If you picked up or were delivered a copy of The New Mexican on Oct. 11, perhaps you saw the Haciendas magazine promoting the annual Parade of Homes sponsored by the Santa Fe Area Home Builders Association.
The magazine has a new look. On the other hand, it’s the only thing remotely resembling any other Parade of Homes in the past. Unlike another parade going on an hour south of Santa Fe, ours is 100 percent virtual — and for good reason.
When Kurt Faust, a co-owner of Tierra Concepts, was association president in 1992 as a forward-thinking 30-something, he brought forward the first Haciendas — A Parade of Homes tour. Faust had help from a of slew of other young custom homebuilders.
They were determined to make the association something more than a monthly social gathering with drinks, dinner, and loud talk about bureaucracy and unfriendly inspectors. It was a time when another affordable housing crisis was upon us, and the young entrepreneurs of homebuilding sensed an opportunity.
Money was looser. Friendly local bankers could read the tea leaves of the market. They knew if the builder had a down payment on some land, that was enough. A loan could be made to take out the balance of the land payment and then finance the infrastructure and vertical construction. It’s called speculation. The word has a negative connotation, but it’s nothing more than guessing that if you build it, someone will buy it.
That youthful optimism and confidence had a good run. From 1992 until 2008, the parade was predicated on speculative homes constructed by hometown builders competing against one another for sales and recognition by their peers and the public.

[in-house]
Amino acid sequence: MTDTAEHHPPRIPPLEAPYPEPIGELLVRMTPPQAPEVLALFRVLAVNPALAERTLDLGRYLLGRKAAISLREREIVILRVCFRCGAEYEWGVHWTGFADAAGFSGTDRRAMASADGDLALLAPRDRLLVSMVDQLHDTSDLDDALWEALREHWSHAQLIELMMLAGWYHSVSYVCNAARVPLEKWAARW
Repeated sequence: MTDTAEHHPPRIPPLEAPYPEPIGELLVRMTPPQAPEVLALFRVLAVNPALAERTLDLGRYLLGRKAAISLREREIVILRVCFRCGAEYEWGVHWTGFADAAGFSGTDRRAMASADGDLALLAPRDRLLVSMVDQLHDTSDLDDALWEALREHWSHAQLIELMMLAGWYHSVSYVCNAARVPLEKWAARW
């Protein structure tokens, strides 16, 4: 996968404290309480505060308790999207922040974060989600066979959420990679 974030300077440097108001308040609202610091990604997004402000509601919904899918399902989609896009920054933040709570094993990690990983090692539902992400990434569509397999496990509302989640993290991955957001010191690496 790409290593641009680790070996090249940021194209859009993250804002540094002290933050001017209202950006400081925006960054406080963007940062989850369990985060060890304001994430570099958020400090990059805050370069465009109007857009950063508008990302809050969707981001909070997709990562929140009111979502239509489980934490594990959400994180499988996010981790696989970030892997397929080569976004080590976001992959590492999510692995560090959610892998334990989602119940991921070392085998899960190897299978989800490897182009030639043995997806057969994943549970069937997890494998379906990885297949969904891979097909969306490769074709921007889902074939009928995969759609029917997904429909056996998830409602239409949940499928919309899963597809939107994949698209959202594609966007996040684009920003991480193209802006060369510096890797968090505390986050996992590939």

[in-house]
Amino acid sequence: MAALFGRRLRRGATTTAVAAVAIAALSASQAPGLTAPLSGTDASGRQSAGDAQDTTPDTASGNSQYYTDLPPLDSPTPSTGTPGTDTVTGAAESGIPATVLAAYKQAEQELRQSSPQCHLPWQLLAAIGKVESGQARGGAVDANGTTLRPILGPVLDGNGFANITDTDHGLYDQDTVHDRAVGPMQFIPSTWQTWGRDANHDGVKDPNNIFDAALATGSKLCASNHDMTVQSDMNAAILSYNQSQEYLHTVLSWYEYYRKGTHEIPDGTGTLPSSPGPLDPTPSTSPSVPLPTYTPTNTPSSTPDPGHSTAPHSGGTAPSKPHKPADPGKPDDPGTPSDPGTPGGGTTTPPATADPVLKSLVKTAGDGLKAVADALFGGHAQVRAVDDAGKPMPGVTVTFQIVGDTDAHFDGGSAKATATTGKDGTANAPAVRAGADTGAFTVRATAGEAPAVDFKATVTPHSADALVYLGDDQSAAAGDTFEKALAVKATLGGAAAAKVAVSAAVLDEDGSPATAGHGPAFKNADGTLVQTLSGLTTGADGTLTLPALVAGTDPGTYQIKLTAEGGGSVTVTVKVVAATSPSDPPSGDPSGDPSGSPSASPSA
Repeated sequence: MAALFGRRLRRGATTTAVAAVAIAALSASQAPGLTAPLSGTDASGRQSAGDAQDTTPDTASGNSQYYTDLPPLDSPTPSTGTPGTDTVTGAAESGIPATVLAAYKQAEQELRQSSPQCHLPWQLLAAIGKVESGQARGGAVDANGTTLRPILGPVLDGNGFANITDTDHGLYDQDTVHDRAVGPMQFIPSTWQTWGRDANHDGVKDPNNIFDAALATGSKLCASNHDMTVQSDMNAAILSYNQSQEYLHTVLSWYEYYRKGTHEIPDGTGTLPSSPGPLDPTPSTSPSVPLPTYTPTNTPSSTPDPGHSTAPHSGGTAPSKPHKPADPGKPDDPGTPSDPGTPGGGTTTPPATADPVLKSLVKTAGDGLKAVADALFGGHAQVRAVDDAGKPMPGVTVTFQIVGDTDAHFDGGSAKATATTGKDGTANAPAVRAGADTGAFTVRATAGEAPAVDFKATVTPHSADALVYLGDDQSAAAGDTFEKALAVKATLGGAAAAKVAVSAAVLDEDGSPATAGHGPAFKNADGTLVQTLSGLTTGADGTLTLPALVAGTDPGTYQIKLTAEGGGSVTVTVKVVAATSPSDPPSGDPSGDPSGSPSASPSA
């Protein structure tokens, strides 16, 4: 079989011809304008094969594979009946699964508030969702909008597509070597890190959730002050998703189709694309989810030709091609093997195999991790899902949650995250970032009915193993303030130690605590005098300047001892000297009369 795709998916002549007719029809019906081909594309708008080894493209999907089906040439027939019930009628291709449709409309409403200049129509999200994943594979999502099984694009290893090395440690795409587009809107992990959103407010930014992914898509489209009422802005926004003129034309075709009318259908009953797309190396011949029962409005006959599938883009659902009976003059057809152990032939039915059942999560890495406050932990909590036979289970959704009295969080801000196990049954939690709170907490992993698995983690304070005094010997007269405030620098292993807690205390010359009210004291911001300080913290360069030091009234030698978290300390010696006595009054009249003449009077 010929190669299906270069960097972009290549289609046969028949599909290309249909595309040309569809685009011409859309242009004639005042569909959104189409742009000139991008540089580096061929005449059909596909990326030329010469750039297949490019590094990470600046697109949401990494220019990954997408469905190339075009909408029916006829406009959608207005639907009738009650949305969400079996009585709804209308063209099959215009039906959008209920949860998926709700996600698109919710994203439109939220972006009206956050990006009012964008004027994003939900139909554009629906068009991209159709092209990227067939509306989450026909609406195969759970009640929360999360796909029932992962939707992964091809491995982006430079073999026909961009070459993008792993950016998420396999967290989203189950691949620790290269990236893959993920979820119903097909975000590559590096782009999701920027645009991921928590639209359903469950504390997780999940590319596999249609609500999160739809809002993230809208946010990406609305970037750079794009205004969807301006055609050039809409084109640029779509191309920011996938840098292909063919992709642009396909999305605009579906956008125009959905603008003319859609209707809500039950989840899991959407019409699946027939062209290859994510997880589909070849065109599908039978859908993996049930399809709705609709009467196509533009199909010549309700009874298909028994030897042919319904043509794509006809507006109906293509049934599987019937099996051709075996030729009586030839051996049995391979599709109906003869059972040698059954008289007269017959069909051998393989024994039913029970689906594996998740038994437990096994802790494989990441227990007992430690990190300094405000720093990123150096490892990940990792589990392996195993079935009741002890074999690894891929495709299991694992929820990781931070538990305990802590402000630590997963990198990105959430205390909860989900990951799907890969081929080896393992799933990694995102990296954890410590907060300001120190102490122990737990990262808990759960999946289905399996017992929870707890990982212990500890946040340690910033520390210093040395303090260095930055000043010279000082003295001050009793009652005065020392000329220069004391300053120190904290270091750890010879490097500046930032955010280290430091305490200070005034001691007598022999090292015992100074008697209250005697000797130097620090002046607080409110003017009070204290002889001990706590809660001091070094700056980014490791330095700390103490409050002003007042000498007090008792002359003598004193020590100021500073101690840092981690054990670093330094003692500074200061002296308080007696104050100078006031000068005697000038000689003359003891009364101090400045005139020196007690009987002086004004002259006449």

It’s a small town. The friendly competition ratcheted up the quality and the “wow” with each passing year.
By 2008, the association was turning away builders because it reached its maximum capacity of 40 homes in the parade. The crash ended those halcyon days, and the parade has limped along ever since.
The competition didn’t decline after the crash of 2008, but the paradigm of participation shifted. No more speculative homes. No more local banks giving out construction loans that paid off the balance owed on land with the first draw. No more loans even if the builder owned it free and clear.
Since the crash, the parade has almost exclusively featured homes built under contract with homeowners. Clients have been calling the shots, and builders have had to beg them to let hundreds of strangers traipse through their homes. That’s a hard sell in a pandemic, which is why the 2020 version is virtual.
There are a few homes that started off as speculative, but with today’s historic low home inventory, they inevitably got purchased before completion. Back in the day, it was common to hear about paradegoers whipping out checkbooks and paying full price with no sales commission.
Current market demand is as strong or stronger than the ’90s. What’s different is the money, or lack thereof, for speculative construction. It’s true for a speculative home in Las Campanas, true for a local affordable home subdivision developer in Terra Contenta and true for everything in between.
Still, it’s a great opportunity to catch a glimpse of the outstanding homebuilding in Santa Fe. Miles Conway, executive officer of the association, has pulled off a virtual miracle that is likely to save the organization’s bacon for 2020.
The website featuring videos of 19 homes is live at www.santafeparadeofhomes.com.